Diseases and conditions

Cancer

What is cancer?

Cancer is a specific type of abnormal growth of tissue, known as a “malignant” tumor, which grows at a fast rate and can invade neighboring healthy tissue. Tumors can also be “benign,” which means they grow at a slower rate and do not spread to the nearby healthy tissue. But when they occur in the malignant form, they are known as cancers.  

A variety of factors contribute to development of cancer, including genetics, age, tobacco use and ethnic factors. A common method to determine whether a tumor is malignant is through tissue biopsy.

Treatment

Interventional radiologists are board-certified physicians who deliver minimally invasive treatments with less risk, less pain and less recovery time than traditional surgery to treat cancers. The minimally invasive treatments listed below are treatment options for people who are not candidates for surgical treatments, those who don’t want surgery and individuals whose cancer did not respond to cancer drugs.

  • Chemoembolization involves the delivery of cancer-killing medication through a catheter (a thin, flexible tube) directly to the affected organ, decreasing blood flow in the arteries that supply the cancer.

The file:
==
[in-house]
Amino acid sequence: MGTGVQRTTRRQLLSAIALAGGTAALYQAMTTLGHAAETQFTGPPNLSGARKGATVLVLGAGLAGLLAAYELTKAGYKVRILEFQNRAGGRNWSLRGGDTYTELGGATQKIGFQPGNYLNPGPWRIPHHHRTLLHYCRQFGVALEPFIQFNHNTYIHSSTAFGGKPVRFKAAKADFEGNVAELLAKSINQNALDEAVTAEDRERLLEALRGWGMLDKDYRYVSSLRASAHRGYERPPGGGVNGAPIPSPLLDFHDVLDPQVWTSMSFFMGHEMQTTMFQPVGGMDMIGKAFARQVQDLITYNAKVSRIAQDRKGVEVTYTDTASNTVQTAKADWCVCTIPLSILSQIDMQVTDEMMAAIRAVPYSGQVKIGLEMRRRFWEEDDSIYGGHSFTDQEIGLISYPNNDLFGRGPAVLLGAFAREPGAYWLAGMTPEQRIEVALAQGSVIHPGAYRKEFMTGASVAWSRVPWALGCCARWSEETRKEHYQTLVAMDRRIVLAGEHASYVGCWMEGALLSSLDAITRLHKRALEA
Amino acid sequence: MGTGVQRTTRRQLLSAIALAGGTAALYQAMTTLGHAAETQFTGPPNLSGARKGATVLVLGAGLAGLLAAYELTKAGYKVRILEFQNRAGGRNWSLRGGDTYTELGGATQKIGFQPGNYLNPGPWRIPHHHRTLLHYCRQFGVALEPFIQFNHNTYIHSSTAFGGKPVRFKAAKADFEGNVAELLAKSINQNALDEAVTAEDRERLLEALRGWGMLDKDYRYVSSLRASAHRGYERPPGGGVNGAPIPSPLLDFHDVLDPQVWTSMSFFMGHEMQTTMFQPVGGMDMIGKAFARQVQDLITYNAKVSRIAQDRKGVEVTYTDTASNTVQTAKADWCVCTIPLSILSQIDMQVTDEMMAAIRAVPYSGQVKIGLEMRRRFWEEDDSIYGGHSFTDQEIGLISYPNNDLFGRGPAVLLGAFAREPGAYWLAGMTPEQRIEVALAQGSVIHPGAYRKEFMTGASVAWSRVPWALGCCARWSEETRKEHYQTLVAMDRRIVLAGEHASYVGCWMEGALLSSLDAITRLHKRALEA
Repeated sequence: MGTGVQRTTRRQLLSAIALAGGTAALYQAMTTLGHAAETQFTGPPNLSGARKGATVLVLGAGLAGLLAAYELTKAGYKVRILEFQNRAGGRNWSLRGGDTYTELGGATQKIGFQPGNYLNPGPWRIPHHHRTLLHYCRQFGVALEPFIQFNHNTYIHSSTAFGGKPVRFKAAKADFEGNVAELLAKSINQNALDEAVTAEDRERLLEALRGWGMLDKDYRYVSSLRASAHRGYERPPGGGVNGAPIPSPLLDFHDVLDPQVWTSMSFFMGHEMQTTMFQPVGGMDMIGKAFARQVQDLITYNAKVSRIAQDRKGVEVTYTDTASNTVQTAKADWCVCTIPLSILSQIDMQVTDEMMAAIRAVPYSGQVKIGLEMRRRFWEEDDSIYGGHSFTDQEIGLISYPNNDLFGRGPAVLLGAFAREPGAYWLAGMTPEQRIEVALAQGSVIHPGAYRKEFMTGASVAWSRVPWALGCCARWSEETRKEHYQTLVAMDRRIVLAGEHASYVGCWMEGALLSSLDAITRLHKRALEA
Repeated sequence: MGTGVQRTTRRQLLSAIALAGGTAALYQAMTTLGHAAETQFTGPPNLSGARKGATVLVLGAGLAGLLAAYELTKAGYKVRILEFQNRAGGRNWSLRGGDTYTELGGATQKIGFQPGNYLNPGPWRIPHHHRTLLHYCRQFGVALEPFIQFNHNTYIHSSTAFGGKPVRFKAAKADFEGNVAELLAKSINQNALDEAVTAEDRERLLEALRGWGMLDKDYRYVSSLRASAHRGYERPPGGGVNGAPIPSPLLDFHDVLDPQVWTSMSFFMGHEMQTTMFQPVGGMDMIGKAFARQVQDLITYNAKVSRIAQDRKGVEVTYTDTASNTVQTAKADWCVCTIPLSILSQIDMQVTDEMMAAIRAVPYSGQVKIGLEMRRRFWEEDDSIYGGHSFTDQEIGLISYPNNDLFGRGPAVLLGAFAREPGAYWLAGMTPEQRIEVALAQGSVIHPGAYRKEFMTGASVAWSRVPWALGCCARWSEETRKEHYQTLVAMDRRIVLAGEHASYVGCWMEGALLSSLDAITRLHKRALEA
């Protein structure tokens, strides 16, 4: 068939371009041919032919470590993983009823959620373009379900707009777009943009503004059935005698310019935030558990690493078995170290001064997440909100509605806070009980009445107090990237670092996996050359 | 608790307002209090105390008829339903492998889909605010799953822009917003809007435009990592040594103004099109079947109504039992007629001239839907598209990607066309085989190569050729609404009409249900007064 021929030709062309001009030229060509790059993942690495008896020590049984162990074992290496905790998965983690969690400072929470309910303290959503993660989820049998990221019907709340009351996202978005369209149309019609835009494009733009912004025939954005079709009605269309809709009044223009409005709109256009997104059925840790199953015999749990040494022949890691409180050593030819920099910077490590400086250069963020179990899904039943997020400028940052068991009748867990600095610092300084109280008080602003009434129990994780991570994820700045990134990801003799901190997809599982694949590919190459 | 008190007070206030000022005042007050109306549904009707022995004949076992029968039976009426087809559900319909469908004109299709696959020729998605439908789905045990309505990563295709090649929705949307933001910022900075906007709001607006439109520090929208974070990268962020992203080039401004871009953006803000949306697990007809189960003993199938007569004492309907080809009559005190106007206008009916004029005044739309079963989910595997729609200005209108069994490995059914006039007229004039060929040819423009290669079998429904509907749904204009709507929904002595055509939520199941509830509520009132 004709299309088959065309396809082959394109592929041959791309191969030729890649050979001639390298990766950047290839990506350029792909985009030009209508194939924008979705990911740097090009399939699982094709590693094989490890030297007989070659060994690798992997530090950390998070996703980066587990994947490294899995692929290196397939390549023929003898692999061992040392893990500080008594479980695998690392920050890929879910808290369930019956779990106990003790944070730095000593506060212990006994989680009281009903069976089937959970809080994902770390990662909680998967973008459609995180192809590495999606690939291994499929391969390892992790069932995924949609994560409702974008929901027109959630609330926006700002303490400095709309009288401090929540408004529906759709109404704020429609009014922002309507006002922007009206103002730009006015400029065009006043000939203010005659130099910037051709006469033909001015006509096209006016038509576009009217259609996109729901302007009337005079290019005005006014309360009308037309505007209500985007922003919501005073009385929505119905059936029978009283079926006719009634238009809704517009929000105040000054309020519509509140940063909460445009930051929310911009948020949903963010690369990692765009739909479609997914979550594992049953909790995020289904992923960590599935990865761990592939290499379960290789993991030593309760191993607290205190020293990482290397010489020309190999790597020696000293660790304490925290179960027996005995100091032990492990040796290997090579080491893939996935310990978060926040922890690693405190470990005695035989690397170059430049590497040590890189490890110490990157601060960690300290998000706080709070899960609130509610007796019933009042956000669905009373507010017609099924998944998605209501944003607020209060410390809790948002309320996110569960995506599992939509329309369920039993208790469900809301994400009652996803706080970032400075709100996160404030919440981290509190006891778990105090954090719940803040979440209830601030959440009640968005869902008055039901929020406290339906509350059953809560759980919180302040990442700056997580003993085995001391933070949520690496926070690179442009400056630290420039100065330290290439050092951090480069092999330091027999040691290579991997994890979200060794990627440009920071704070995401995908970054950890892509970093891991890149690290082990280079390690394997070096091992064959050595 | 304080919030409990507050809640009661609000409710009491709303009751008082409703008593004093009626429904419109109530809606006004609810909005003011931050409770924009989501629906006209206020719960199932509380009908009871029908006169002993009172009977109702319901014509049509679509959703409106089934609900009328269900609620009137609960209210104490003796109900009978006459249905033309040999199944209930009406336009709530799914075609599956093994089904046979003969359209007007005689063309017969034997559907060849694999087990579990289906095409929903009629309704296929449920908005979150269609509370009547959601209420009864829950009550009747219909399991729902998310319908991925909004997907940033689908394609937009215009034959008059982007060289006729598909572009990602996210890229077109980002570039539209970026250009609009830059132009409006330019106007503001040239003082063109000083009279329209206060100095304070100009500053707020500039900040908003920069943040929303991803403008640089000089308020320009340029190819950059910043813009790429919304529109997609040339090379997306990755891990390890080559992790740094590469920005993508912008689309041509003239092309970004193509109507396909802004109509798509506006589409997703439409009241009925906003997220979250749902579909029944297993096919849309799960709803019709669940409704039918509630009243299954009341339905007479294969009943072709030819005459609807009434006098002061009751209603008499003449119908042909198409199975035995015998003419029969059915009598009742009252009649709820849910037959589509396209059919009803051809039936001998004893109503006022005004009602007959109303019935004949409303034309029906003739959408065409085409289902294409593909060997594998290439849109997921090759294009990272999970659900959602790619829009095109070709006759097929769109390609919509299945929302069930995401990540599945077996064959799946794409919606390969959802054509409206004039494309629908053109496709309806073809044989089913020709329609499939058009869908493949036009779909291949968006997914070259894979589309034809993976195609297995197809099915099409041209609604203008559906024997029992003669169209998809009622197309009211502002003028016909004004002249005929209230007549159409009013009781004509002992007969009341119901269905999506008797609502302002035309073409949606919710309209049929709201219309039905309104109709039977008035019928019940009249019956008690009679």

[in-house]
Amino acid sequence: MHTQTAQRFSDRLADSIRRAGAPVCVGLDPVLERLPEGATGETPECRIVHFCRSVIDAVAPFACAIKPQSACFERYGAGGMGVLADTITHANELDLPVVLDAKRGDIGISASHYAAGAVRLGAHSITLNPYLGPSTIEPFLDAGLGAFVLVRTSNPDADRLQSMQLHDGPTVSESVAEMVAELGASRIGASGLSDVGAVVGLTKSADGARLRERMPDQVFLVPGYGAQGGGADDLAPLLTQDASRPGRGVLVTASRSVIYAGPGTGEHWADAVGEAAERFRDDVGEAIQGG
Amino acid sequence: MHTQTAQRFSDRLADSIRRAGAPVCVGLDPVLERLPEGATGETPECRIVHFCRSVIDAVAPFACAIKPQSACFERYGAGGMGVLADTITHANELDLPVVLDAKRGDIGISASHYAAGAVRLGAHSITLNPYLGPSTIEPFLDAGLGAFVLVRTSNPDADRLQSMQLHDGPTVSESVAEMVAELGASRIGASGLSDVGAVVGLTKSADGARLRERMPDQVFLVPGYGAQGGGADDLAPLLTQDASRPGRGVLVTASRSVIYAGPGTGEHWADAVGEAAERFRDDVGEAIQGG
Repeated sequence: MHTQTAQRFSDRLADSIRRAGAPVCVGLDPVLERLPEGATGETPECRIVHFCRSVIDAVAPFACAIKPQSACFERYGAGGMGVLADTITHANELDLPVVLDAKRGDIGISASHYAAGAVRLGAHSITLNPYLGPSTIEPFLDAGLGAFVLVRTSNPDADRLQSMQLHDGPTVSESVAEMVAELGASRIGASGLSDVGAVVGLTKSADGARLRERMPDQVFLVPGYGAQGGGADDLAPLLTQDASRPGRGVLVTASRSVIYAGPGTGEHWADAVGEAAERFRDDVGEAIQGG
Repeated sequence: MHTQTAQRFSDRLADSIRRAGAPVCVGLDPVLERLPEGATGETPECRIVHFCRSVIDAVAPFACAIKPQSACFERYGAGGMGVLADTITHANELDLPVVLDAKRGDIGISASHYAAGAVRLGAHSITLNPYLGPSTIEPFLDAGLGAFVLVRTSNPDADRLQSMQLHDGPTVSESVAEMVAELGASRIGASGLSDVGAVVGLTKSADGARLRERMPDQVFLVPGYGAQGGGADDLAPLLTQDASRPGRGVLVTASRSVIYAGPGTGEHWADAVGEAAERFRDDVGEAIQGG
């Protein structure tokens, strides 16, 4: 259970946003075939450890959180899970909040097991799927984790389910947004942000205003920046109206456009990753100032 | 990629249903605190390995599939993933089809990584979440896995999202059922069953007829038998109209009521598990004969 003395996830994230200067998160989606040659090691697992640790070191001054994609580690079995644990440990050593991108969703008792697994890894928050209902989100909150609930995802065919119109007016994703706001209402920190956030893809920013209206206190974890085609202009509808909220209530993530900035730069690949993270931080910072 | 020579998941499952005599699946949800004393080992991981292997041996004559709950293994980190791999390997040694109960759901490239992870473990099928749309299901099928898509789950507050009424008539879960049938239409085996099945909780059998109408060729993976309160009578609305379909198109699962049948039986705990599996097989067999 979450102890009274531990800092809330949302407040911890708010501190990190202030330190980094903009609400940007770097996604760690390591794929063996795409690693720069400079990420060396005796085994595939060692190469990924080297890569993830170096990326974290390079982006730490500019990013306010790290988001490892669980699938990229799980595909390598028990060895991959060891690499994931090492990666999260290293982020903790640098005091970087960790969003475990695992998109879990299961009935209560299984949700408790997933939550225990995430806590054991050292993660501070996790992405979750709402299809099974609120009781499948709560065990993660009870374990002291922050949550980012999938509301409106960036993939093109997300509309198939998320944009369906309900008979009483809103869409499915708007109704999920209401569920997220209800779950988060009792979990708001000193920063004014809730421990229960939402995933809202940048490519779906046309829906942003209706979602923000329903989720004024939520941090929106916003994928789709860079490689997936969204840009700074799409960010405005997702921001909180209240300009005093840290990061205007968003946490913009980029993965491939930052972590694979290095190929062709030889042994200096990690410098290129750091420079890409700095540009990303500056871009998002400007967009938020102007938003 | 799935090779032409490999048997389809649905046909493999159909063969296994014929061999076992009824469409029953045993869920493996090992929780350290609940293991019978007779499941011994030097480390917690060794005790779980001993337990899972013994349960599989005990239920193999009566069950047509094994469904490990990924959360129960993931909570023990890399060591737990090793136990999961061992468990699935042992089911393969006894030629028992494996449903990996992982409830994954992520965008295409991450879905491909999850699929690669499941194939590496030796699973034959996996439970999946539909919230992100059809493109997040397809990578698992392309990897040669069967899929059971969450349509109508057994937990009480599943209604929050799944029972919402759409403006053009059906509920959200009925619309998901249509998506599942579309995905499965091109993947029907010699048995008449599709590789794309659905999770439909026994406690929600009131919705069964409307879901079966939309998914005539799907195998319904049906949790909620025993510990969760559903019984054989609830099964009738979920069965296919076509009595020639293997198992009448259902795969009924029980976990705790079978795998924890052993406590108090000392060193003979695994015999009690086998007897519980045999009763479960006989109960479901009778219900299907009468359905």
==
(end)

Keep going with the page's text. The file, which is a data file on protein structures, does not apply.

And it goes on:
• Selective Internal Radiation Therapy (SIRT), also known as Y-90, treats cancer through the injection of small spheres of radioactive substance into the blood vessels supplying the tumor. 
  • Cryoablation is a treatment option that destroys cancer cells by emitting extremely cold temperatures at the location of the tumor. 
  • Radiofrequency ablation is a form of thermal (heat) ablation (removal of tissue) that uses electric current, which is transformed into heat, to destroy the tumor. 
  • Microwave ablation is a thermal ablation technique that uses electromagnetic waves to destroy cancer cells.
  • Irreversible electroporation is the newest form of ablation and creates an electrical field at the cancer cells, causing them to die.
  • Palliative interventional radiology provides cancer patients with pain relief and symptom management when the patients enter into the terminal phase of their illness.

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Learn more about how IR can treat other diseases and conditions. 

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